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Lennard-Jones Work

  1. Feb 27, 2017 #1
    1. The problem statement, all variables and given/known data
    I need to calculate the work donde by the Lennard-Jones Law, considering:

    F(r)=F0 [2(σ/r)13-(σ/r)7]

    when approximating two atoms from infinity to the equilibrium position between both atoms

    2. Relevant equations

    First thing I don't know how to calculate is the equilibrium position (x0) between two arbitrary atoms


    3. The attempt at a solution

    I just integrated this force, considering

    WAB=∫F⋅dr ; r=A to r=B

    As I don't know the x0, I just integrate from A to B, to later analyze the result. Assuming A=-∞ and B=x0

    W= ∫ F0 [2(σ/r)13-(σ/r)7] dr ; r=A to r=B
    = integrating...
    = 2F0σ13 ( r-12 /-12) - F0σ7 (r-6/-6) ; still need to evaluate

    Considering that A=-∞, I finally obtain:

    W= F0σ7/6 (1/x06)-F0σ13/6(1/x012)

    Is it right until here?
     
  2. jcsd
  3. Feb 28, 2017 #2

    kuruman

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    What is the force at the equilibrium position. What does "equilibrium" mean?
    What are your limits of integration? Consider particle A already at the origin. Then calculate the work done by the force on particle B as it is brought from infinity to x0.
     
  4. Feb 28, 2017 #3

    The statement of this problems is:

    In diatomic molecules, the constituent atoms exert attractive forces between themselves at great distances and repulsive forces at short distances. For many molecules the Lennard-Jones law is a good approximation for the modulus of these forces.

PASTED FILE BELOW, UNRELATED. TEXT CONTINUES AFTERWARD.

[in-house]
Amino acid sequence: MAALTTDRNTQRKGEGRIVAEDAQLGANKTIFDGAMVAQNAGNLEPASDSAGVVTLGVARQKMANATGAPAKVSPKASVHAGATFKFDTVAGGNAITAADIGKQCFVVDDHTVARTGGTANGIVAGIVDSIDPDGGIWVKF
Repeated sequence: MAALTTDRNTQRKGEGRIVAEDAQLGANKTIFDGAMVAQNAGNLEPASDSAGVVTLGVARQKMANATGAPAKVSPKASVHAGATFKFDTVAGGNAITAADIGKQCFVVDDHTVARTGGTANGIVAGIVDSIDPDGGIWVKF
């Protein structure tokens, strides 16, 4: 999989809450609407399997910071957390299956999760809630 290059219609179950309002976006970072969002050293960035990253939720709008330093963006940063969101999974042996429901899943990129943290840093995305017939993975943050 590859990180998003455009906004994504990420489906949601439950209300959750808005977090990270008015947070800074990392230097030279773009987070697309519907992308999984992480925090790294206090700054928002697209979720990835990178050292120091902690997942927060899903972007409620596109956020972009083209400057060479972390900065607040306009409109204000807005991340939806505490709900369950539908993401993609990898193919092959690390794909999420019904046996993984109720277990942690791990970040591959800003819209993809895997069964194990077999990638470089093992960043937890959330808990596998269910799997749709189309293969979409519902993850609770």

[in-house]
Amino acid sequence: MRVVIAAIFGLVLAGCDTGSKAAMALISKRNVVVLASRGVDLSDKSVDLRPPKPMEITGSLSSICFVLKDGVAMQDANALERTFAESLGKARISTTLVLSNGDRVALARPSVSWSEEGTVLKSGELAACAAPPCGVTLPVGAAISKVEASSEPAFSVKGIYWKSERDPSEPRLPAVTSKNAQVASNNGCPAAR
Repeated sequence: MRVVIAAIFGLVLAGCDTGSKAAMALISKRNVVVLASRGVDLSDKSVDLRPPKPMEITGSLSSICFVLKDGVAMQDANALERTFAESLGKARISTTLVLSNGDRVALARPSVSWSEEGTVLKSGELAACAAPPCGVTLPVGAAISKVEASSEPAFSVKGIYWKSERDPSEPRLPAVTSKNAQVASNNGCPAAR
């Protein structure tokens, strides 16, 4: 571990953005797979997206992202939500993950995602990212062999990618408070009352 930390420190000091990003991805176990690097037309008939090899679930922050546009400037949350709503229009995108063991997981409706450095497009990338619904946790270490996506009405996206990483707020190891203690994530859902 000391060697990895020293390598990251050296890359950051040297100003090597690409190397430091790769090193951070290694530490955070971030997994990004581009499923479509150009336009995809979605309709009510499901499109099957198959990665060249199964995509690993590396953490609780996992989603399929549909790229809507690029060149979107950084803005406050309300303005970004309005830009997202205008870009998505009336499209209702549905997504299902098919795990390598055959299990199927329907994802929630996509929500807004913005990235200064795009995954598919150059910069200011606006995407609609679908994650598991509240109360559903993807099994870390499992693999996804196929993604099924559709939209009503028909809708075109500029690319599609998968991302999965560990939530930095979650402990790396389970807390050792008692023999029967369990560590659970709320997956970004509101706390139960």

$$ F(r)=F_0 \cdot [2(\frac{\sigma}{r})^{13}-(\frac{\sigma}{r})^7] $$

    where r is the distance between the center of the nucleus of the atoms, ## \sigma ## a length parameter and ## F_0 ## a constant.

    Determine the work to be performed by this force or by an external agent to approximate two atoms from infinity to the position of balance between the two.



    - So, what I mean to equilibrium position is the position of balance between the two atoms, but there is no more information about that.

    - The limits of integration, as I don't know the position of balance, are ## A=-\infty ## to ## B=x_0 ## (the so called position of balance).

    - Didn't catch up the last advice
     
    Last edited: Feb 28, 2017
  5. Feb 28, 2017 #4

    kuruman

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    How big is the force on molecule A when it is at equilibrium or, as you say, in balance with molecule B?
     
  6. Feb 28, 2017 #5
    I guess it is zero right? I that way it is in equilibrium.
     
  7. Feb 28, 2017 #6

    kuruman

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    Exactly. So at what inter-molecular distance r0 is the force zero?
     
  8. Mar 2, 2017 #7
    I don't know :C I took a while to answer cause of that. I think it should be at a huge distance, right?
     
  9. Mar 2, 2017 #8

    kuruman

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    It is simpler than you think. The force in general is
    $$F(r)=F_0 \cdot [2(\frac{\sigma}{r})^{13}-(\frac{\sigma}{r})^7]$$
    At r = r0 you have
    $$0=F(r_0)=F_0 \cdot [2(\frac{\sigma}{r_0})^{13}-(\frac{\sigma}{r_0})^7]$$
    Do you see what you have to do?
     
  10. Mar 2, 2017 #9
    yes! with $$F(r_0)=0$$ I can actually find $$r_0$$ and later evaluate that value in the integral.
     
  11. Mar 2, 2017 #10

    kuruman

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    Go for it! :smile:
     
  12. Mar 2, 2017 #11
    thank you very much!:biggrin:
     
  13. Mar 27, 2017 #12
     
  14. Mar 27, 2017 #13
     
  15. Mar 27, 2017 #14

    kuruman

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    Is there a question you wish to ask?
     
  16. Mar 27, 2017 #15
    No thanks! I just made a mistake editing this.
     
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